When I asked for an explanation, all I got was, well, Preston didnt know that it was for a 48 month term. I only wrote 3 things, they were $715 a month, 48 months, and $300 down.  Please correct me if I am wrong, but his whole job is to read everything that I wrote and counteroffer until we come to an agreement.  Preston had already obtained all the information on all 3 of my trade ins and ran my credit report, so he clearly had all the information he needed to make a fair deal. 

Why is my signature required after every offer your Sales Manager offers me if he is not required to uphold the same good faith standards that I am?  He is the one making the deal, if this deal is not in the best interest of your company, then I suggest you train your people better in researching the deal before he makes it.  I was deceived for over 4 hours. When I was told that he made a mistake and thought we were talking about a 6 year agreement, and then,  I was told that, it was only 2 more years, I could not believe it. 

Im sorry, but only 2 more years of a $715/ month payment is a dramatic difference, a 17,160 dollar difference!  Im not sure if this is how you treat female customers, gay couples, or if it is just a standard technique they play with all customers.   Either way, I will say this, it is wrong.  , I feel it is my duty as a good citizen to inform the rest of the community of the way Toyota does business   If for no other reason, to find out how often this happens at this establishment and to what types of gender, sexual orientation, or color it happens to most.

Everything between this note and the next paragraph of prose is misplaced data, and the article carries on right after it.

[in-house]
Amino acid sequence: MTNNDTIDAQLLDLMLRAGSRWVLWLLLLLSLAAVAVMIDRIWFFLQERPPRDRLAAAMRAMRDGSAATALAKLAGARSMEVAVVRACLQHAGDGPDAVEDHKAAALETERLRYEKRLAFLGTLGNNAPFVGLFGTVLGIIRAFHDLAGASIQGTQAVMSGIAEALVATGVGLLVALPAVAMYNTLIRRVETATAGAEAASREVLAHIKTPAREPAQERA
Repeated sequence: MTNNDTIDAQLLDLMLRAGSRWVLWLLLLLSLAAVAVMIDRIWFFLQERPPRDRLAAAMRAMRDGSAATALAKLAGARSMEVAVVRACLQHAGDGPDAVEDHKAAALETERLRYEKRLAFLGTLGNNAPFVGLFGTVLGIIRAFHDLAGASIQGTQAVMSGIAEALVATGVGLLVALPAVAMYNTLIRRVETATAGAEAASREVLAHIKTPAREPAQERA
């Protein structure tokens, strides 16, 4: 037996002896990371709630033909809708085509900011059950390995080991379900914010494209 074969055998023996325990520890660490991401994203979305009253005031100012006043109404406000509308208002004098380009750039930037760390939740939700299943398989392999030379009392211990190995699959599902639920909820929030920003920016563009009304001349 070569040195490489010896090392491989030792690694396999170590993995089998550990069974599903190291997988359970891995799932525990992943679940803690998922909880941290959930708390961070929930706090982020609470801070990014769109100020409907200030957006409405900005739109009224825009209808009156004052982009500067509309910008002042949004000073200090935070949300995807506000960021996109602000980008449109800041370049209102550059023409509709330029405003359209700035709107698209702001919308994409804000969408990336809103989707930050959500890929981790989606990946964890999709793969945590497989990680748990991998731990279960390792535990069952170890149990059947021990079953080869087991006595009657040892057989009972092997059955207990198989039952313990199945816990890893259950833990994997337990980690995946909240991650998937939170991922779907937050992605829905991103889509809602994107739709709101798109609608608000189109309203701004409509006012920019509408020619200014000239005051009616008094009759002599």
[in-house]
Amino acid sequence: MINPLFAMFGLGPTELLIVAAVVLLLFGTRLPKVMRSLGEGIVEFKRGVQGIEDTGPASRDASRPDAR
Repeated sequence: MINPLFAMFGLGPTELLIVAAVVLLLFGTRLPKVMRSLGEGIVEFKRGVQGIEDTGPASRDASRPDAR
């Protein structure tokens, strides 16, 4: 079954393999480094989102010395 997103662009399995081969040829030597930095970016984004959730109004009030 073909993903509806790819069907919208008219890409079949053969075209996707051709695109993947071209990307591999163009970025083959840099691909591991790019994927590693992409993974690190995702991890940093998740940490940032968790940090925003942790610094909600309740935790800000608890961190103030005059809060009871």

Toyota should be ashamed I dont understand why good faith is only meant for the customer.   I will be pursuing the issue legally. I do believe that an oral agreement is legal.

This report was posted on Ripoff Report on 12/15/2011 12:01 AM and is a permanent record located here: http://www.ripoffreport.com/reports/toyota-of-lewisville/lewisville-texas-75067/toyota-of-lewisville-toyota-of-lewisville-is-a-rip-off-lewisville-texas-809683. The posting time indicated is Arizona local time. Arizona does not observe daylight savings so the post time may be Mountain or Pacific depending on the time of year.

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#1 Consumer Comment

Rotc, You could expose the dealership every day on the web at sites like Facebook.......

AUTHOR: Karl - (USA)

and Twitter, so others are aware of what happened. Make sure to let everyone you know that they could come to Ripoff Report and type in- TOYOTA, and go to Ripoff Report #809683.

Continue to expose your Ripoff Report each day at as many websites as possible. You can also email the dealership your Ripoff Report and FAX the dealership your Ripoff Report every day. Let everyone at the dealership know what happened, and let them know how business is conducted at their dealership. Find out who the owner is, and send him or her copies of your Ripoff Report.